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Junior Colin Heacock Having Dominant Season For Maryland

April 15, 2016
Early in the third quarter against former Atlantic Coast Conference rival North Carolina March 26, Maryland junior midfielder Colin Heacock cleverly got behind a Tar Heels defender to catch a pass from Connor Kelly. Heacock then unleashed a hard low shot that found the back of the net just as he absorbed a jarring hit that sent him flying to the turf.

The 6-foot-3, 195-pound Boys' Latin grad has gotten used to that type of attention all season. Nonetheless, Heacock has come up huge for the Terps, who are in the hunt for their first NCAA Division I title since 1975.

"Being an upperclassman, I am trying to be more of a leader on and off the field." Heacock said. "I want to be more of a role model and help the younger guys out and adjust to the college game. I want to do whatever I can to help the team out."

Heacock has been a force in the midfield for the Terps. He is able to help the Terps set up their attack and often draws double-teams that free up other players. 

Maryland is looking to take the next step after appearing in four NCAA Final Fours since 2011. The Terps advanced to the national title game in 2011, 2012 and 2015, losing to Virginia (9-7), Loyola (9-3) and Denver (10-5), respectively.

"Our team has done well," Heacock said. "Everyone is practicing hard and staying after, doing what they have to do in order to get better. I think the team is coming together nicely."

Heacock has steadily improved since arriving at Maryland in 2014 as a highly touted recruit. Last season, he appeared in all 19 games (with two starts), finishing with 18 goals and three assists (21 points). This year, he has been a mainstay in the starting lineup.

Still, he keeps working to enhance his game and sharpen his skills.

"There is always room for improvement in every aspect of your game, whether it's shooting, passing or dodging," Heacock said. "It's just a little bit of everything."

Heacock's success doesn't surprise his high school coach at Boys' Latin, the legendary Bob Shriver, who retired after the 2015 season. Shriver watched Heacock steadily grow as a player, and his talents have translated well to the college game. 

"Colin is as gifted an athlete as I've ever coached -- big, fast, strong and with a great motor," Shriver said. "He was a reluctant player early -- just sort of let other guys do their thing, but over time, he learned that he could have the same impact if he was a little bit more selfish, quite honestly."

Shriver was also impressed with Heacock's off-field persona. His charisma made him a popular figure on the Boys' Latin campus.

"I'd be surprised if you ever talked to anyone who has played with Colin if they said a bad word about him," Shriver said. "He's genuine and treats everyone with respect and is simply a great teammate, so everyone likes being around him, which makes him a natural leader because he's so well-liked."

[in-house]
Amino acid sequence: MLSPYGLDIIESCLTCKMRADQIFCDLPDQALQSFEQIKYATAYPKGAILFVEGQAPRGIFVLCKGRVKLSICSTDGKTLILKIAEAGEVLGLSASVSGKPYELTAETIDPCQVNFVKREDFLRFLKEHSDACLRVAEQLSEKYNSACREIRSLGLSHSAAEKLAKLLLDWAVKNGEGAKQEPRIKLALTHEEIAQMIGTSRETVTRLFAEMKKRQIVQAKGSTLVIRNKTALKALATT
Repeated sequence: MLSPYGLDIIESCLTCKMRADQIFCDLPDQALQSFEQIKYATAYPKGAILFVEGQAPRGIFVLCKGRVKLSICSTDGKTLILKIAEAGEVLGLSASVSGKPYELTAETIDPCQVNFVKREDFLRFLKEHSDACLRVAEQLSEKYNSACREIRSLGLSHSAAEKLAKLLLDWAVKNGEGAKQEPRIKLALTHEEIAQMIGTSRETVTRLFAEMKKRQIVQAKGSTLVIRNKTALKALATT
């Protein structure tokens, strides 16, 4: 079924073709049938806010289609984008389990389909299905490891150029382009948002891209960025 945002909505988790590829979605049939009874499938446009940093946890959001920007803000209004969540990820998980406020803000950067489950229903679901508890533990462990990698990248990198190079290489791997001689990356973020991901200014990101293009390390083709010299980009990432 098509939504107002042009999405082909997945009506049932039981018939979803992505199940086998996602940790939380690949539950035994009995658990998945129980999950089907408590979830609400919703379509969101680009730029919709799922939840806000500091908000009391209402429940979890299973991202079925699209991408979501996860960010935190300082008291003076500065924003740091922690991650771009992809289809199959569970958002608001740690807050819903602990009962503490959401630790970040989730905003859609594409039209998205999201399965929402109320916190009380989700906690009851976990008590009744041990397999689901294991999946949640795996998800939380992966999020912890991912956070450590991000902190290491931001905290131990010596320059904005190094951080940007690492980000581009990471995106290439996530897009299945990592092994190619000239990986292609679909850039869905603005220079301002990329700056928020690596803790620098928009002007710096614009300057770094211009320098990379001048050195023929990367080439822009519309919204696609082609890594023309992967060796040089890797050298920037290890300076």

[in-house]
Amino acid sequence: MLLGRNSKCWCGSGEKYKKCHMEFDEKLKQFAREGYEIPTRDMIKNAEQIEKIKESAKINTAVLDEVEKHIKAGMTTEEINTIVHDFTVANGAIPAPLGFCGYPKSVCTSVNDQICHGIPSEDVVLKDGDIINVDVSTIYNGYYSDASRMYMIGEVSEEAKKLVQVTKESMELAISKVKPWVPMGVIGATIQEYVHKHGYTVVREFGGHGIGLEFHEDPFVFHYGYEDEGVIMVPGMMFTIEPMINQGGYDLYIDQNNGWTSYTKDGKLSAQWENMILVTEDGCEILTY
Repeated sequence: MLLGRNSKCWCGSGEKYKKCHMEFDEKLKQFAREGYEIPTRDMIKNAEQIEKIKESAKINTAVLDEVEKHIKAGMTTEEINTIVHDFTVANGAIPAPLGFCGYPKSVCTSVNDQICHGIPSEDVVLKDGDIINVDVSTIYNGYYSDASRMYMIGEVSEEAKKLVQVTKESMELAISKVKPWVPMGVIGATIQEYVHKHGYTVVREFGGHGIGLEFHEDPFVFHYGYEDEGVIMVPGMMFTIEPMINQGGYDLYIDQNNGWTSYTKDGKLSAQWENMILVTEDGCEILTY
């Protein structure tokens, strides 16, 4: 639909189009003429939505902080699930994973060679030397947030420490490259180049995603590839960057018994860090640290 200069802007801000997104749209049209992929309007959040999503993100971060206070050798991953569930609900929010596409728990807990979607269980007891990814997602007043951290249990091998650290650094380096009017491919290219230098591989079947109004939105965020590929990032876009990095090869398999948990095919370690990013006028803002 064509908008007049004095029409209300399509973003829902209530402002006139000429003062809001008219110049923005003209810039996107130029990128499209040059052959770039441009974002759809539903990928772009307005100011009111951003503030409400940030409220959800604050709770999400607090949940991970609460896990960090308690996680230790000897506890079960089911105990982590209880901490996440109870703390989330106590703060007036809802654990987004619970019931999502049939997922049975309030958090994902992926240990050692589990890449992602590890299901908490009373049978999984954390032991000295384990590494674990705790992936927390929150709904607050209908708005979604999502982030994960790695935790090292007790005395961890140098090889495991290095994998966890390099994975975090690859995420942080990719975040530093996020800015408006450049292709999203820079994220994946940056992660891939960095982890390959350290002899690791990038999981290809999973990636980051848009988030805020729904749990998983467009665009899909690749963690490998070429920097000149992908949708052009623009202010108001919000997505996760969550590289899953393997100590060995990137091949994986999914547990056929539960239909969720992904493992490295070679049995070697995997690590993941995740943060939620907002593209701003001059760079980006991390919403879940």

Heacock relishes his days as a student at Boys' Latin, where he was a four-year letterman under Shriver. As a player, he was named a 2013 Under Armour and US Lacrosse High School All-American and finished with a goal and an assist for the South team. He was also named a 2013 NILCA first-team All-American and was rated as the fourth-best freshman attackman in the nation, according to Inside Lacrosse.  

Heacock said Shriver had a tremendous influence on him as a player.

"I had great teachers, and Coach Shriver helped me a lot on and off the field and in the classroom," Heacock said. "It helped me develop into a man. [Shriver] liked to have fun when he was on the field, but at the same time, he was serious about it. He was just an outgoing guy and real helpful."

Because of his size and speed, Heacock creates matchup problems for most opponents. However, he is always prepared to adjust his game, depending on the opposition's game plan. Sometimes, that means being more aggressive, going one-on-one with defenders or trying to lure a double-team to give his teammates additional space to work. Whatever works for the best of the team, works for Heacock. 

"Sometimes, I like to use my body, and sometimes I try to run away from the defender," Heacock said. "It just depends on the situation. If I have to draw a double-team to find an open man, I will try to get into a defender a little bit."

Heacock plans to build on his leadership role at Maryland. When he graduates, he plans to remain in sports in some capacity to work with a younger generation of athletes. It's only fitting he would like to remain around sports because of the athleticism that runs in his family.

His brother, Ryan, played lacrosse and basketball at St. Mary's College, while another brother, Matt, played football at Salisbury.

"I want to be a role model and help them out, so they can play at the collegiate level and meet their future goals," Heacock said. "That would be awesome."

Shriver has not been surprised by Heacock's success at the college level. He would be even less surprised that Heacock would become even more successful in life.

"He's a gifted kid on not just the athletic field," Shriver said. "Because of his good nature and kind way [of] treating people, he gives the impression he's just a good old boy -- he's a much smarter kid than most realize."

Issue 220: April 2016